Phase-contrast microscopy converts the phase shift of light passing through a transparent specimen, e.g., a biological cell, into brightness variations in an image. This ability to observe structures without destructive fixation or staining has been widely utilized for applications in materials and life sciences. Despite these advantages, phase-contrast microscopy lacks the ability to reveal molecular information. To address this gap, we developed a bond-selective transient phase (BSTP) imaging technique that excites molecular vibrations by infrared light, resulting in a transient change in phase shift that can be detected by a diffraction phase microscope. By developing a time-gated pump–probe camera system, we demonstrate BSTP imaging of live cells at a 50 Hz frame rate with high spectral fidelity, sub-microsecond temporal resolution, and sub-micron spatial resolution. Our approach paves a new way for spectroscopic imaging investigation in biology and materials science.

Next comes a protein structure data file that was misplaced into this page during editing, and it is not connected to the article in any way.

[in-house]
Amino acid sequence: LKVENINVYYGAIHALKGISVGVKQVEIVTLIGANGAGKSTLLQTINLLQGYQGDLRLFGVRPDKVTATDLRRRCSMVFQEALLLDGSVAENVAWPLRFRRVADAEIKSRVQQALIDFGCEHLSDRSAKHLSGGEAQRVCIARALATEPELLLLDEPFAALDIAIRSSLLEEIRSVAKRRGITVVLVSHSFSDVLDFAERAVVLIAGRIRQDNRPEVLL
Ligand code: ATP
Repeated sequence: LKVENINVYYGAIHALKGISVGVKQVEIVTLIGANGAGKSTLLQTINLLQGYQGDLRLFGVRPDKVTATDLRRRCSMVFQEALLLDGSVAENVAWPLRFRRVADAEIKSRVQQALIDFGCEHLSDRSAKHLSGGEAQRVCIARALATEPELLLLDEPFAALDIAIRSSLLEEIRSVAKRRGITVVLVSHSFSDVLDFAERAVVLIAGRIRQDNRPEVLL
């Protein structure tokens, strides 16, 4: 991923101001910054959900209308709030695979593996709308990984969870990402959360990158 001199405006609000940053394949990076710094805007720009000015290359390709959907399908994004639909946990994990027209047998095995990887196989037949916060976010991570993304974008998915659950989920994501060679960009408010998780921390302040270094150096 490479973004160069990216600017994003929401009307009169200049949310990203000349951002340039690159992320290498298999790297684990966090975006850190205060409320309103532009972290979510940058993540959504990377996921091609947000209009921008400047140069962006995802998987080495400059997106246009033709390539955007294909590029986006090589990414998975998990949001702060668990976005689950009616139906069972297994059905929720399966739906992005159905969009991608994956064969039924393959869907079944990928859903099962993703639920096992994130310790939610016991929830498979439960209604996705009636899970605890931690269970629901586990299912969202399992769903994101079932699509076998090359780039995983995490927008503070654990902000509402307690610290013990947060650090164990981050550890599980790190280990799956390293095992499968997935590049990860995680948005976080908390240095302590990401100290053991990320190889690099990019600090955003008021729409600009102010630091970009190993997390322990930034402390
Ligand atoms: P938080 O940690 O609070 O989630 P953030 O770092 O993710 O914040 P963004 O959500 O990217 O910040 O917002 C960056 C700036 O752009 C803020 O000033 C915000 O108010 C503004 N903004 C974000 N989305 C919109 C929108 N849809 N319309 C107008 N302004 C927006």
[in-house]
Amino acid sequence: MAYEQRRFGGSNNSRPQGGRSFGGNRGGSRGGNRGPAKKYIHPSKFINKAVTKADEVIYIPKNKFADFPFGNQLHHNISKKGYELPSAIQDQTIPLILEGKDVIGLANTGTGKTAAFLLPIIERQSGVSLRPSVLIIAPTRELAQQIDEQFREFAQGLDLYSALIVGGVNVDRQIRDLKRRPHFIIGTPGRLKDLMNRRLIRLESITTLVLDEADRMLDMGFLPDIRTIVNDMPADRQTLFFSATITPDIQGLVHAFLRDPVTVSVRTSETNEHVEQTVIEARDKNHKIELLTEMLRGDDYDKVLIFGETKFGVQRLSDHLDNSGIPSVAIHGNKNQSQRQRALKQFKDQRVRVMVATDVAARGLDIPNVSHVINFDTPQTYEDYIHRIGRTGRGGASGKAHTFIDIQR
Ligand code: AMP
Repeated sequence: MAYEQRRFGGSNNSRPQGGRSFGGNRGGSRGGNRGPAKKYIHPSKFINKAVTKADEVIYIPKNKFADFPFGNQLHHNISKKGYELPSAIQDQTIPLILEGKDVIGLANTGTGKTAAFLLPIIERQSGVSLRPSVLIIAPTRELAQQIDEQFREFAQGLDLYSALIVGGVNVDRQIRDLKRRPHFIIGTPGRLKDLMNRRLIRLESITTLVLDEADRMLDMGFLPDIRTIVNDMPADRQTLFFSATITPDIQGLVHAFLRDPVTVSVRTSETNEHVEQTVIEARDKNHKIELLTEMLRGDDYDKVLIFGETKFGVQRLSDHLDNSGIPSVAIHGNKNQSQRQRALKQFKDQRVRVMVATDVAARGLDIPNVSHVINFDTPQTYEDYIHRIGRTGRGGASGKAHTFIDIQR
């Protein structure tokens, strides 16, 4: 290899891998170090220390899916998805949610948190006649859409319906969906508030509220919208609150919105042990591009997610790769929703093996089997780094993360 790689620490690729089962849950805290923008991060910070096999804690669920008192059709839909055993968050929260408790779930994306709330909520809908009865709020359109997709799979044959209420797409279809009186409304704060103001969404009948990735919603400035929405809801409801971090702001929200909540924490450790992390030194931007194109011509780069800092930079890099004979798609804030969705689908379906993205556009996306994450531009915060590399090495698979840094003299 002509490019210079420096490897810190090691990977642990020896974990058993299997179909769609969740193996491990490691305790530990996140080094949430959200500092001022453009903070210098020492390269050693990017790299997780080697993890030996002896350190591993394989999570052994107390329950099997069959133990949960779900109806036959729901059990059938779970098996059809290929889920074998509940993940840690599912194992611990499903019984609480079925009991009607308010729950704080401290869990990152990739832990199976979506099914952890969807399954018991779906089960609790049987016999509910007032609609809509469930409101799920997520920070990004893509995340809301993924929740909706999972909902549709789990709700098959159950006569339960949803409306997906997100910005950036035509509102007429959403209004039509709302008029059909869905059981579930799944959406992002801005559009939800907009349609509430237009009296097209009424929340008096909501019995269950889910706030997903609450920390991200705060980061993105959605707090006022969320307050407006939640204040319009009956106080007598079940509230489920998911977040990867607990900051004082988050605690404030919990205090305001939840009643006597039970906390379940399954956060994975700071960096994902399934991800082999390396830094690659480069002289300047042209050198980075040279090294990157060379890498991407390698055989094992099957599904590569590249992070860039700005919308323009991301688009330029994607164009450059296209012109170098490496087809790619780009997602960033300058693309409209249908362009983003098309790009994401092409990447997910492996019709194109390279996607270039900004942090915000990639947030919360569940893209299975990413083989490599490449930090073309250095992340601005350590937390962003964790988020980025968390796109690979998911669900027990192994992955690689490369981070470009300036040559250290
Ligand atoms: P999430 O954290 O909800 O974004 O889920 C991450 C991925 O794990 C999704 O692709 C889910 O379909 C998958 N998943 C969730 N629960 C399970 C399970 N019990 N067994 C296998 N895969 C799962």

ASJC Scopus subject areas
- Electronic, Optical and Magnetic Materials
- Atomic and Molecular Physics, and Optics